Factoring Puzzle

The Description:

The original puzzle can be found here.

The only thing I changed was that I added a border around the outside of the puzzle.

The puzzle above is in the correct order.  Obviously if you are going to have students cut out the pieces, then you have to scramble the order.  I have already done that, and both versions are in The Goods.  Here is what the scrambled version looks like:

I think the puzzle is too difficult if there is no border.  This is because the students might factor an expression, and then not find the answer in the puzzle.  The problem is that this might lead them to believe they have factored it incorrectly.  I believe putting the border around the outside shortens the activity to a better length, and makes for a better overall experience.

The Advice:

- I recommend using having your T.A. cutout the puzzle pieces from the finished puzzle, and then putting the pieces into separate envelops.  I used the scrambled version of the puzzle and had the students cutout the pieces, and I think too much time was wasted cutting out paper, rather that solving the puzzle.

- I recommend first having all the students find the puzzle piece that has the expressions x^2+5x-6 (it’s the top right piece).  Have them glue it on the top right corner of the answer document (under the heading “My Factoring Puzzle’).  Then have them factor it on the answer document (or separate sheet), and you do that problem on the board.  Next have them search for the answer piece (x+6)(x-1) and glue that piece in the proper place.  I would be doing this along with them on the document camera.  Then do another problem  off of one of the pieces they have glued down, so that when you finallly let them work alone, they already have three pieces glued to their paper.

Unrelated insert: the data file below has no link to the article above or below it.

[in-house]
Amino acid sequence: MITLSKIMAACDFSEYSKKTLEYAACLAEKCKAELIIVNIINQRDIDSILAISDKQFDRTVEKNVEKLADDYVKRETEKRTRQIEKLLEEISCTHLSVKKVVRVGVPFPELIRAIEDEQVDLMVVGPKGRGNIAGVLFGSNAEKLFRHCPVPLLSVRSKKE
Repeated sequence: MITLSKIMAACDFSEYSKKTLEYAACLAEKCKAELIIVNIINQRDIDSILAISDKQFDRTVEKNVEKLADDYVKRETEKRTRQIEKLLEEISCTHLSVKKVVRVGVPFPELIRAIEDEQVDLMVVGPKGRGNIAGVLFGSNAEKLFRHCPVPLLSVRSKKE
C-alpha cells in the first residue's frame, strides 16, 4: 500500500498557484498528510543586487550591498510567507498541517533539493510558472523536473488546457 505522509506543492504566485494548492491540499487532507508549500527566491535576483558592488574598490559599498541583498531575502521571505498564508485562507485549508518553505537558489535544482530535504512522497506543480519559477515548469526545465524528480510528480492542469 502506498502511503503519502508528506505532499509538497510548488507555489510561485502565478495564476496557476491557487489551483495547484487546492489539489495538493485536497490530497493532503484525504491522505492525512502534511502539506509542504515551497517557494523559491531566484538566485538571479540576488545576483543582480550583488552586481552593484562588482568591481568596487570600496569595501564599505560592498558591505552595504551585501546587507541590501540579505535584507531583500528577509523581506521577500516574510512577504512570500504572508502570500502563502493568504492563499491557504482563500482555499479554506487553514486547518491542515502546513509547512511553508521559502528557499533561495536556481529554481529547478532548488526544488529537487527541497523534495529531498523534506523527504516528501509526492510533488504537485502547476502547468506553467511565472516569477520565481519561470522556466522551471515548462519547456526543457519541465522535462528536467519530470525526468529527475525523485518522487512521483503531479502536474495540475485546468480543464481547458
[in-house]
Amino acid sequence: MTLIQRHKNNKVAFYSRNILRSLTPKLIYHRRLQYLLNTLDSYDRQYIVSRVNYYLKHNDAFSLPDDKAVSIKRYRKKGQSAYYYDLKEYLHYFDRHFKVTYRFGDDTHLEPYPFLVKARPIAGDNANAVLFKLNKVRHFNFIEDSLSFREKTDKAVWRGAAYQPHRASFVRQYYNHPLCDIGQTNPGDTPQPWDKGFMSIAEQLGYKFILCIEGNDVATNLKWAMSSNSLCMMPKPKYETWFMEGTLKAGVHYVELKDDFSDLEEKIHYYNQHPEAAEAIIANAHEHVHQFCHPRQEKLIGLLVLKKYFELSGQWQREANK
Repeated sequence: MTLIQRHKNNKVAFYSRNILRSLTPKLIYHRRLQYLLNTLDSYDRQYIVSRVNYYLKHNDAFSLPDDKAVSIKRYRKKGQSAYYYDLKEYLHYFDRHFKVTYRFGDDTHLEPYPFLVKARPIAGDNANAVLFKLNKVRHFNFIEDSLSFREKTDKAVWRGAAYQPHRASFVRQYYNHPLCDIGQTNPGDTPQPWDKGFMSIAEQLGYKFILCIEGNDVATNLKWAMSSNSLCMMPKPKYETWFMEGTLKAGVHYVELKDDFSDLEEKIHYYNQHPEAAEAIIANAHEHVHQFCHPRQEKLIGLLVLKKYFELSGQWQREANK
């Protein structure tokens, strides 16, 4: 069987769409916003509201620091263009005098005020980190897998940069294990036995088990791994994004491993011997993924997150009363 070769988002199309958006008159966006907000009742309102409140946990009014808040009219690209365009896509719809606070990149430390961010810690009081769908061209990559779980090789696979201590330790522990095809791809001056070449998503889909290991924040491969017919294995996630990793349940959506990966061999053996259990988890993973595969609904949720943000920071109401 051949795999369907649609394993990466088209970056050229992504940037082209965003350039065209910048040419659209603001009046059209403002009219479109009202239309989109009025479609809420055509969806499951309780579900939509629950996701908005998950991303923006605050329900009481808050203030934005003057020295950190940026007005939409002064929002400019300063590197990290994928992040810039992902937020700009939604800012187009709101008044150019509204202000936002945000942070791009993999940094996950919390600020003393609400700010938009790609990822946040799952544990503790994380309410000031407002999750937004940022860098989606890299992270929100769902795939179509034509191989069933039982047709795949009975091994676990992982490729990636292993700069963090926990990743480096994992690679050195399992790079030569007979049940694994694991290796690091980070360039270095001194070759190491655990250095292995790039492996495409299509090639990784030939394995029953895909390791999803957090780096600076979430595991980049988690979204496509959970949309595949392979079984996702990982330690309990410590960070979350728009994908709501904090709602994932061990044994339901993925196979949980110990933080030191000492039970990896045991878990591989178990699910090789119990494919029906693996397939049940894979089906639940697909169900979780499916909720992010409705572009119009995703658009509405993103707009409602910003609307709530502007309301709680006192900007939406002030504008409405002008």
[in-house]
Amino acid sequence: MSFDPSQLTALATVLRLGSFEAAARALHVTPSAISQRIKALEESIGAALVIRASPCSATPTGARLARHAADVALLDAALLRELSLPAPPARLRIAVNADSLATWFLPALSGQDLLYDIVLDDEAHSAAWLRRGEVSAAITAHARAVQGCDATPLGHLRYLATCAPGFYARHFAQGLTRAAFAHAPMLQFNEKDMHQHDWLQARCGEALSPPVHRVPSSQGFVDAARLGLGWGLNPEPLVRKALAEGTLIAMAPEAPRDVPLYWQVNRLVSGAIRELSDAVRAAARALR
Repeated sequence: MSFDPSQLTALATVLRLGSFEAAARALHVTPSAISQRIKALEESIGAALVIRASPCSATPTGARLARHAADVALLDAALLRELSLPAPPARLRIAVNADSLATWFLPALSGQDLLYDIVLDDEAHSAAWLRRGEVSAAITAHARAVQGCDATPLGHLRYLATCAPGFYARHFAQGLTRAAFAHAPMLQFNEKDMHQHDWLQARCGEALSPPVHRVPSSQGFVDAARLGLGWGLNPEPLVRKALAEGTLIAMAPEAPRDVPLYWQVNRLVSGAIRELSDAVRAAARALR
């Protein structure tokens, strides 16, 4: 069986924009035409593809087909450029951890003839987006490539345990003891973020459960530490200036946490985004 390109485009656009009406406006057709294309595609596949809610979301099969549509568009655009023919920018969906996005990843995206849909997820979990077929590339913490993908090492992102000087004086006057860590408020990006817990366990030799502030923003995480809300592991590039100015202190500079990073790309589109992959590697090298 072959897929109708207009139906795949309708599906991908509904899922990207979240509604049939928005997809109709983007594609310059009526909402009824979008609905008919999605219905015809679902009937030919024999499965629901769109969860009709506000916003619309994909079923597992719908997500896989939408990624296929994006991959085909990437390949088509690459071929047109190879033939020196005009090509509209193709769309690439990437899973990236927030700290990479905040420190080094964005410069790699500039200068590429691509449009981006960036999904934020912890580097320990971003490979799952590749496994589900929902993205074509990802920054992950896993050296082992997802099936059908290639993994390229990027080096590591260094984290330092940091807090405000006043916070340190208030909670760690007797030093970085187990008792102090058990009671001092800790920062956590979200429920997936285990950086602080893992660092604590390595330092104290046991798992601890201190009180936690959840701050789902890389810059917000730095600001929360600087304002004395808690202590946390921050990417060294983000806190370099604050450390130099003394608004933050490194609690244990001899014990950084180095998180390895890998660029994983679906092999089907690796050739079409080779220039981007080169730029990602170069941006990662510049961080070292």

- The above piece of advice is key, because I originally just told them what to do and let them do it, and I got a lot of students saying “I don’t know what to do”.

The Goods:

FactoringPuzzleWithBorder

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One response to “Factoring Puzzle

  1. Pingback: Factoring Puzzle – Practice Version | mrmillermath

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